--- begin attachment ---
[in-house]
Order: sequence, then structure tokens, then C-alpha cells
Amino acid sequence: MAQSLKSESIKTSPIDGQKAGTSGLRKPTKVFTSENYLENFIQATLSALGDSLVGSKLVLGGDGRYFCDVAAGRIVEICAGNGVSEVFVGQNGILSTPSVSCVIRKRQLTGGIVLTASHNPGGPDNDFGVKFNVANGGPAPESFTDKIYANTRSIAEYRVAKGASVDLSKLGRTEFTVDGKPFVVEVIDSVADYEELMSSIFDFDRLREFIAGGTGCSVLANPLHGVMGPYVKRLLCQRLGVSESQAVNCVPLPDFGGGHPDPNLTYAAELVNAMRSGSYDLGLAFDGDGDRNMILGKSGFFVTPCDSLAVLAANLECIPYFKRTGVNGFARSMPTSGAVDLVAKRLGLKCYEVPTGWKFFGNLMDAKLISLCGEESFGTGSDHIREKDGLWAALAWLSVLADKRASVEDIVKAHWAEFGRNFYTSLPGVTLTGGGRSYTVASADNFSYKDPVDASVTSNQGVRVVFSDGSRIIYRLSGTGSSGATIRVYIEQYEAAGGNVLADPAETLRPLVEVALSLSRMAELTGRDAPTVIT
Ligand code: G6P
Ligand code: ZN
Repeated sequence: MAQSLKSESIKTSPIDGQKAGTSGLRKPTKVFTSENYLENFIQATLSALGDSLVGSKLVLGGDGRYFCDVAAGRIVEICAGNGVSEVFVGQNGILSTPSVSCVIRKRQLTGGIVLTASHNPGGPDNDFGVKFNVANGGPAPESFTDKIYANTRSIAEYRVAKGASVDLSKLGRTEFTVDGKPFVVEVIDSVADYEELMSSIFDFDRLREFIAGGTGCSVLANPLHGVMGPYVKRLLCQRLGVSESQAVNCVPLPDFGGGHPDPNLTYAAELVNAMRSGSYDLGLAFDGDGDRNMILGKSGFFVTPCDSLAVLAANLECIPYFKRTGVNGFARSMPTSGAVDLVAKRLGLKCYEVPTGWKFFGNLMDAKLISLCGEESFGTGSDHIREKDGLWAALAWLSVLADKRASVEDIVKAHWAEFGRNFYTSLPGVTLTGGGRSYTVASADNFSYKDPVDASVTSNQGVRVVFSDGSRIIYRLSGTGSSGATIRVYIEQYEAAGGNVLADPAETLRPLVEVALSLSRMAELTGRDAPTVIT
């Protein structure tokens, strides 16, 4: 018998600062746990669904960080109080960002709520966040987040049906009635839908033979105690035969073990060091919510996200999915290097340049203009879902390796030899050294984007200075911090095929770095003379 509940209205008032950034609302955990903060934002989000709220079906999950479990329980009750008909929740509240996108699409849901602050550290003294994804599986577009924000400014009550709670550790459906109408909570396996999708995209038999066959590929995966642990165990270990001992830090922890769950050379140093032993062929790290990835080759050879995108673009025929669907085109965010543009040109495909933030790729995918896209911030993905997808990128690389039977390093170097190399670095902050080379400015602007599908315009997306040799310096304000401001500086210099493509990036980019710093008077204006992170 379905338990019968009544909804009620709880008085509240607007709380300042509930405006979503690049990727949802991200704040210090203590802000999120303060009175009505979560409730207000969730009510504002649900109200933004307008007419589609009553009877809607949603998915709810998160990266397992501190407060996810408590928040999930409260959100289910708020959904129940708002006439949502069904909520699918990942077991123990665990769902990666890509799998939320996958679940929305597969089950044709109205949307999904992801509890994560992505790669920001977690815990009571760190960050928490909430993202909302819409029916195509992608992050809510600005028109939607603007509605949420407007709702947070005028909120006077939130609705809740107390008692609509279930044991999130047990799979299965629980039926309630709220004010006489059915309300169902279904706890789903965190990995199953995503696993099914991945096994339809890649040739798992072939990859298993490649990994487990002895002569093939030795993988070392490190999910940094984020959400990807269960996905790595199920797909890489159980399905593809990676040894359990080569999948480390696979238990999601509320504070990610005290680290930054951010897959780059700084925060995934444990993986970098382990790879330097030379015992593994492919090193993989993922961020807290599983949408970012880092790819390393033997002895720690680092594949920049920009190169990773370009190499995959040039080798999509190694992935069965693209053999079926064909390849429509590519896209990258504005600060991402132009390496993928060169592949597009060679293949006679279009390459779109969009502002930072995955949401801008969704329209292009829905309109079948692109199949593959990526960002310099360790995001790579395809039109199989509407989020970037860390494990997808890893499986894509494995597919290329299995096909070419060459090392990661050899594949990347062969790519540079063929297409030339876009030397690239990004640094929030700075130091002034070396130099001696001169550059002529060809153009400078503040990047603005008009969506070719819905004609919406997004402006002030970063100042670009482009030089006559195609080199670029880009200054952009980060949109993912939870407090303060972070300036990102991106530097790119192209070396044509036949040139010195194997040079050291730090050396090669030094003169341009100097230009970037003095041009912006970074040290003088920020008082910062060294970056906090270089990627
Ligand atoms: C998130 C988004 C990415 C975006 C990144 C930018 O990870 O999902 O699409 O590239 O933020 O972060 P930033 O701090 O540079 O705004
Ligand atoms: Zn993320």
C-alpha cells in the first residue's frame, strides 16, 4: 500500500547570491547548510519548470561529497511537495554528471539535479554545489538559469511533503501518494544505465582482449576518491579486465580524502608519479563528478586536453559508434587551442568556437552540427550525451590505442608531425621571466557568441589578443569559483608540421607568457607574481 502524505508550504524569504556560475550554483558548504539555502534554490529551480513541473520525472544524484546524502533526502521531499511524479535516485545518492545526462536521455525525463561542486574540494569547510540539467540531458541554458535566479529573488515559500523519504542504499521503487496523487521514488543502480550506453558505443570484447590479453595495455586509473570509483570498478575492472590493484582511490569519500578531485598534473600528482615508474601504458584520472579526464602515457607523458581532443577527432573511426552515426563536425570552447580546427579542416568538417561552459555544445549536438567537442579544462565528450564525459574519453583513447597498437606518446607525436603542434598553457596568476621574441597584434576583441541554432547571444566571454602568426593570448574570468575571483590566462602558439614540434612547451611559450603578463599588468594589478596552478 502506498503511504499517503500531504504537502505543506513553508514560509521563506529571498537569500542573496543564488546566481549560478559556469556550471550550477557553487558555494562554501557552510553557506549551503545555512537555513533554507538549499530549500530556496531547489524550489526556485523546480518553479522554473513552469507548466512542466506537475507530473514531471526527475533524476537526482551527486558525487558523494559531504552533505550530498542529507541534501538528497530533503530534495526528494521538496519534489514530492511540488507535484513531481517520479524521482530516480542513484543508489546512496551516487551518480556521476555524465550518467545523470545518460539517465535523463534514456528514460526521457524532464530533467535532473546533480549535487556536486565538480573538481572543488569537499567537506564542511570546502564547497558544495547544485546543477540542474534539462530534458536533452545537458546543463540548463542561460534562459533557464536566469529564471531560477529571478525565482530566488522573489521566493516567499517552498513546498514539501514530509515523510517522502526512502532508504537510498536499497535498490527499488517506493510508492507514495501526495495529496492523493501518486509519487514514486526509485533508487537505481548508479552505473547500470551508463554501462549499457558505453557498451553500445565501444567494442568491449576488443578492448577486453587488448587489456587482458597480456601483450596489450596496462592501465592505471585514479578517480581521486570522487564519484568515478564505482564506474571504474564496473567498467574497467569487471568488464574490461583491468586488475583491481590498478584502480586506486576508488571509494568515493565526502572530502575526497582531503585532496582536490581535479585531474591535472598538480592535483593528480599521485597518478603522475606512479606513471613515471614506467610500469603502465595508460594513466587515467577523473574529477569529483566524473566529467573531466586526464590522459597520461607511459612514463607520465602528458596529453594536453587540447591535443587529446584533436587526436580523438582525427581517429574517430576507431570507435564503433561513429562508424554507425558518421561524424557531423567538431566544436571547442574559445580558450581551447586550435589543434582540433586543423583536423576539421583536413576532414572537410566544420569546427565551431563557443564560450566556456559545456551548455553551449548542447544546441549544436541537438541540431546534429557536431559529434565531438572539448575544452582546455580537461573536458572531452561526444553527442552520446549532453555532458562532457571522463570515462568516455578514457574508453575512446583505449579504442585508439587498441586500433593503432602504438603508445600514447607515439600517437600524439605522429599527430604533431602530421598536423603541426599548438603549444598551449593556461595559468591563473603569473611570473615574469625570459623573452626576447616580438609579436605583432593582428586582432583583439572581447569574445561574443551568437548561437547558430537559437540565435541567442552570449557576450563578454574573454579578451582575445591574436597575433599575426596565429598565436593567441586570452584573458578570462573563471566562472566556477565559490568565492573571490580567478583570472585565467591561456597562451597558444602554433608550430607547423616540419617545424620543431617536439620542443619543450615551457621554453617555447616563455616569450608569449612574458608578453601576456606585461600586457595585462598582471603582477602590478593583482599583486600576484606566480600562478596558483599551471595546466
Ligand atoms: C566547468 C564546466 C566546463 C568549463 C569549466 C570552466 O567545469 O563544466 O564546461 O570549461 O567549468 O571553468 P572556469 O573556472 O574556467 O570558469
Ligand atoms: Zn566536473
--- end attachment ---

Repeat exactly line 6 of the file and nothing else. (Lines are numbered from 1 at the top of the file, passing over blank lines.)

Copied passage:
Repeated sequence: MAQSLKSESIKTSPIDGQKAGTSGLRKPTKVFTSENYLENFIQATLSALGDSLVGSKLVLGGDGRYFCDVAAGRIVEICAGNGVSEVFVGQNGILSTPSVSCVIRKRQLTGGIVLTASHNPGGPDNDFGVKFNVANGGPAPESFTDKIYANTRSIAEYRVAKGASVDLSKLGRTEFTVDGKPFVVEVIDSVADYEELMSSIFDFDRLREFIAGGTGCSVLANPLHGVMGPYVKRLLCQRLGVSESQAVNCVPLPDFGGGHPDPNLTYAAELVNAMRSGSYDLGLAFDGDGDRNMILGKSGFFVTPCDSLAVLAANLECIPYFKRTGVNGFARSMPTSGAVDLVAKRLGLKCYEVPTGWKFFGNLMDAKLISLCGEESFGTGSDHIREKDGLWAALAWLSVLADKRASVEDIVKAHWAEFGRNFYTSLPGVTLTGGGRSYTVASADNFSYKDPVDASVTSNQGVRVVFSDGSRIIYRLSGTGSSGATIRVYIEQYEAAGGNVLADPAETLRPLVEVALSLSRMAELTGRDAPTVIT